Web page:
I frequently see comments about hybrid cars saying explicitly that 'they don’t pay for themselves in gasoline savings.'
Three things to know. First, there is no American car that is a hybrid. They are all standard engines with a big starting motor and a big battery. The engine turns off when your brake foot brings the car to a stop. When you move from the brake pedal to the throttle the starting motor powers the car to move the first few miles per hour.
The Honda and the Toyota are real hybrids. They have real electric motors connected to the drive shaft that power the car past the first 30 miles per hour. The gasoline engine is intended to charge the batteries most of the time.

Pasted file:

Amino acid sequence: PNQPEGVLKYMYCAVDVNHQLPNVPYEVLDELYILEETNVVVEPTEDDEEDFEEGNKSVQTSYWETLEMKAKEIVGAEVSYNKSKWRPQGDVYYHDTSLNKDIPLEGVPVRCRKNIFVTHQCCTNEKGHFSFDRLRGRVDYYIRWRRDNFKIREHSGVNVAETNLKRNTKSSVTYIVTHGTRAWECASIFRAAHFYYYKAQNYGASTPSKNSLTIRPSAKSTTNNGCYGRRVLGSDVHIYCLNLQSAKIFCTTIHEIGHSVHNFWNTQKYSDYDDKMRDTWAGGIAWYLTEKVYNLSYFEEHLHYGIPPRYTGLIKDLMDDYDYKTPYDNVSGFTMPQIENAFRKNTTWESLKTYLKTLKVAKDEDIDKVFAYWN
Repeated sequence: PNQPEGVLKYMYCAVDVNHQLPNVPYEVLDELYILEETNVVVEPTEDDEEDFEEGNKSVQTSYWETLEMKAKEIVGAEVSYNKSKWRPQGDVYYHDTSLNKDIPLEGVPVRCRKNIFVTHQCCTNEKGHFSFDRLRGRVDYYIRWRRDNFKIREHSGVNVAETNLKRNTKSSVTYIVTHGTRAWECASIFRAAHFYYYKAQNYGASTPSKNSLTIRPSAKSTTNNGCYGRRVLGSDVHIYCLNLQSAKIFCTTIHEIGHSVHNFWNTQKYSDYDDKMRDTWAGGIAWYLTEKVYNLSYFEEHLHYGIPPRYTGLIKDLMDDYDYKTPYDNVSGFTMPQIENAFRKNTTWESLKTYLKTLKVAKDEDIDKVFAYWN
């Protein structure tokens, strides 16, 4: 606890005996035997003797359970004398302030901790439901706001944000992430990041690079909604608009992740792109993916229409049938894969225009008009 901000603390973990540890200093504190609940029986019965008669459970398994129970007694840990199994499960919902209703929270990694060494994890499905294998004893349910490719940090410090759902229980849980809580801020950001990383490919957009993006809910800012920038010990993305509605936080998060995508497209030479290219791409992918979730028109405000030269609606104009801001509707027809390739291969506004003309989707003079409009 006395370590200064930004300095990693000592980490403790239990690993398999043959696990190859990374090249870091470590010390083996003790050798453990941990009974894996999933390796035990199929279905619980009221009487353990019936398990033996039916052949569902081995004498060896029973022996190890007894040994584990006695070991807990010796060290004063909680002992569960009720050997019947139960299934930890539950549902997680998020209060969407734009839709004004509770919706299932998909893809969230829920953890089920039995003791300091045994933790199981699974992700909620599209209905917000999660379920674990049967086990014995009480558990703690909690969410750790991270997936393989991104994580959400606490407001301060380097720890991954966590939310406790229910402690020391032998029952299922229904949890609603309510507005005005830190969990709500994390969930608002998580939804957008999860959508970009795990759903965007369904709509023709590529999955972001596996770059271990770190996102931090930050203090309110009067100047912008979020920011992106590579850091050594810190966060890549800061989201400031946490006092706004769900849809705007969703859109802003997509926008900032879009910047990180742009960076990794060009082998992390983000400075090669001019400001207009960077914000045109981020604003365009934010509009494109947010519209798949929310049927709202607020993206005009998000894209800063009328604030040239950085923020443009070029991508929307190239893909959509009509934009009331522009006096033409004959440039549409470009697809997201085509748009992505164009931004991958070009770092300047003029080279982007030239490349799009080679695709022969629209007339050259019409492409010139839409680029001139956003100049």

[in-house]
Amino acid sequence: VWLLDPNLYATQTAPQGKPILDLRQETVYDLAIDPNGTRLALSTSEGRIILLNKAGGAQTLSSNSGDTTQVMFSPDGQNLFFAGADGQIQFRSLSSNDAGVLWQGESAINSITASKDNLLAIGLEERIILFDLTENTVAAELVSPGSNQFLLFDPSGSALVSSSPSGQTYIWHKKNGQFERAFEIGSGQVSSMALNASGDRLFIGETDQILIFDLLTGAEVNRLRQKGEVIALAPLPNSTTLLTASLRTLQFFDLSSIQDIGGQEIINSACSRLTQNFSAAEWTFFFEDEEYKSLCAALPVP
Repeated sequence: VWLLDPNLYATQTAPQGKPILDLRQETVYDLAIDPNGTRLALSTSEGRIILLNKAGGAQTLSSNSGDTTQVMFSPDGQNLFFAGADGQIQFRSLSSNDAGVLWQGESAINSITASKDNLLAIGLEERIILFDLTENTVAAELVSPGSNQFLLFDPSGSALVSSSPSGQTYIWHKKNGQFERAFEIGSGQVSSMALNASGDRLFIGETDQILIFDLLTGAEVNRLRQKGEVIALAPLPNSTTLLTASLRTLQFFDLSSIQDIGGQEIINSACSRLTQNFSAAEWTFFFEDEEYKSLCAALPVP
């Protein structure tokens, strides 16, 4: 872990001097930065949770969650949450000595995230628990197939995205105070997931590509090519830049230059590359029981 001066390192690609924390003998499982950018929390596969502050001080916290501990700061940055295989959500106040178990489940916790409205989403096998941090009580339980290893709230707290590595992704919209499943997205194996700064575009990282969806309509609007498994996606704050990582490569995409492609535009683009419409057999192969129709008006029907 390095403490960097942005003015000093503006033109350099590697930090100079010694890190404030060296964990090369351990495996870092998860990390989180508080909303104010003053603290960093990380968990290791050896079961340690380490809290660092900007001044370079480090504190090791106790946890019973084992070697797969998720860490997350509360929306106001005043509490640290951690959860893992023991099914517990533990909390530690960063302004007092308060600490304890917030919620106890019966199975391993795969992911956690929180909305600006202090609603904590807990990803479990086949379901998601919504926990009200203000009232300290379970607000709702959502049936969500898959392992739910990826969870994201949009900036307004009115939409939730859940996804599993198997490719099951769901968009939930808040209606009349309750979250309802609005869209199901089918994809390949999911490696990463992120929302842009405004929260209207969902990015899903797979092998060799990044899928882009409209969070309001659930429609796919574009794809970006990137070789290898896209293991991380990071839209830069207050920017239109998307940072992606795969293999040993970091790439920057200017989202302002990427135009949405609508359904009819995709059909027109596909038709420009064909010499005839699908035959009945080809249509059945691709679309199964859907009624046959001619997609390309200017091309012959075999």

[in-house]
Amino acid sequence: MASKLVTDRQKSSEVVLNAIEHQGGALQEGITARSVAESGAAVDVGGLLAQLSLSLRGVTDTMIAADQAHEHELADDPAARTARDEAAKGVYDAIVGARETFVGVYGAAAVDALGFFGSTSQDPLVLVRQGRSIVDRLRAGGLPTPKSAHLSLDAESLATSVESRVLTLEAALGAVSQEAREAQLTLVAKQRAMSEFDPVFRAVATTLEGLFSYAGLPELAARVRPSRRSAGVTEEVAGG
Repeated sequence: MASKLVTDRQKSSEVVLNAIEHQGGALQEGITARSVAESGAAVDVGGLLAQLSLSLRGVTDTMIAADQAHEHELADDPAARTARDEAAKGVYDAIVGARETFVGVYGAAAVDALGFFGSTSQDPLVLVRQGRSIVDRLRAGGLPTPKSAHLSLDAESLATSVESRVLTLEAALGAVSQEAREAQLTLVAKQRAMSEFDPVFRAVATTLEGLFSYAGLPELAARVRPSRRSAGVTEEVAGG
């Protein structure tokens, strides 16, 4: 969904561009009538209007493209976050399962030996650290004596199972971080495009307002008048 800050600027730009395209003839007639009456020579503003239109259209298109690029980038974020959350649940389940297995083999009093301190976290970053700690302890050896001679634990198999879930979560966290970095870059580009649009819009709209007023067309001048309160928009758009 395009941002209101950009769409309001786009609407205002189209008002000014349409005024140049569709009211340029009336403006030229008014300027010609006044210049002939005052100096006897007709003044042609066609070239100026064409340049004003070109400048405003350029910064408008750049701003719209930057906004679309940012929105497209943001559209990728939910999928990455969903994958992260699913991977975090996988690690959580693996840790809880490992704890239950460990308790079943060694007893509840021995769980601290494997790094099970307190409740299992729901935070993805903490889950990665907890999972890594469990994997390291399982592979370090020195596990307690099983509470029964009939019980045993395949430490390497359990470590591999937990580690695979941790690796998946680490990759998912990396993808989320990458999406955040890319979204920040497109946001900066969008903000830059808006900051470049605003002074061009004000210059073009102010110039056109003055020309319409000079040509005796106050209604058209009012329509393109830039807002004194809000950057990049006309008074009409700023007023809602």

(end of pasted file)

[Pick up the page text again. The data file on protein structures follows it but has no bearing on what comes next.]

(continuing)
Second, getting 50 miles per gallon (Honda or Toyota) versus the standard 25 miles per gallon will save you $750 per year.
Absurdity: To think that a hybrid car can be compared to some other arbitrary car on the market in order to evaluate the increased cost of the hybrid relative to the savings in gasoline. There are plenty of cars on the market that have the same space, power and other design qualities as the Honda and Toyota hybrids. Some cost more and some cost less. There is no real hybrid premium to use in calculating gas-mileage-savings.
Third. Saving $750 per year in gasoline won’t buy you any new car. Hybrids don’t pay for themselves when thought of in simplistic terms of paying for the whole new car.